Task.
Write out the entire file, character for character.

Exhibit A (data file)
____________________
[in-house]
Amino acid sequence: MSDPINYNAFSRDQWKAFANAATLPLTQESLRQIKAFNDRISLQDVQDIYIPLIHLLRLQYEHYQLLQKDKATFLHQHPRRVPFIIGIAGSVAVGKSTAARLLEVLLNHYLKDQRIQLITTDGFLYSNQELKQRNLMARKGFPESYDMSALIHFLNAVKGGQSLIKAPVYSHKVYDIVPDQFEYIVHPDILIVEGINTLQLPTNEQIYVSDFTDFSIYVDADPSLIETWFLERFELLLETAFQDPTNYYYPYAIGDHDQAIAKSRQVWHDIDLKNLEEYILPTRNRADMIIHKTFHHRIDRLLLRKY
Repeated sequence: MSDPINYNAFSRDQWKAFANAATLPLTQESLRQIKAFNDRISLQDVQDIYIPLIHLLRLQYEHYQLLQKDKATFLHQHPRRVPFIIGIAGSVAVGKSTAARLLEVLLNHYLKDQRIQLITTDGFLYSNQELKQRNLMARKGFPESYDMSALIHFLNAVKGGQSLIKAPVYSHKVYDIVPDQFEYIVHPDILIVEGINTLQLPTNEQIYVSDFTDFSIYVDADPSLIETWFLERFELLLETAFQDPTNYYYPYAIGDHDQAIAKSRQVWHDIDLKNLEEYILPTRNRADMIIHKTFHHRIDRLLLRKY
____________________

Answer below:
[in-house]
Amino acid sequence: MSDPINYNAFSRDQWKAFANAATLPLTQESLRQIKAFNDRISLQDVQDIYIPLIHLLRLQYEHYQLLQKDKATFLHQHPRRVPFIIGIAGSVAVGKSTAARLLEVLLNHYLKDQRIQLITTDGFLYSNQELKQRNLMARKGFPESYDMSALIHFLNAVKGGQSLIKAPVYSHKVYDIVPDQFEYIVHPDILIVEGINTLQLPTNEQIYVSDFTDFSIYVDADPSLIETWFLERFELLLETAFQDPTNYYYPYAIGDHDQAIAKSRQVWHDIDLKNLEEYILPTRNRADMIIHKTFHHRIDRLLLRKY
Repeated sequence: MSDPINYNAFSRDQWKAFANAATLPLTQESLRQIKAFNDRISLQDVQDIYIPLIHLLRLQYEHYQLLQKDKATFLHQHPRRVPFIIGIAGSVAVGKSTAARLLEVLLNHYLKDQRIQLITTDGFLYSNQELKQRNLMARKGFPESYDMSALIHFLNAVKGGQSLIKAPVYSHKVYDIVPDQFEYIVHPDILIVEGINTLQLPTNEQIYVSDFTDFSIYVDADPSLIETWFLERFELLLETAFQDPTNYYYPYAIGDHDQAIAKSRQVWHDIDLKNLEEYILPTRNRADMIIHKTFHHRIDRLLLRKY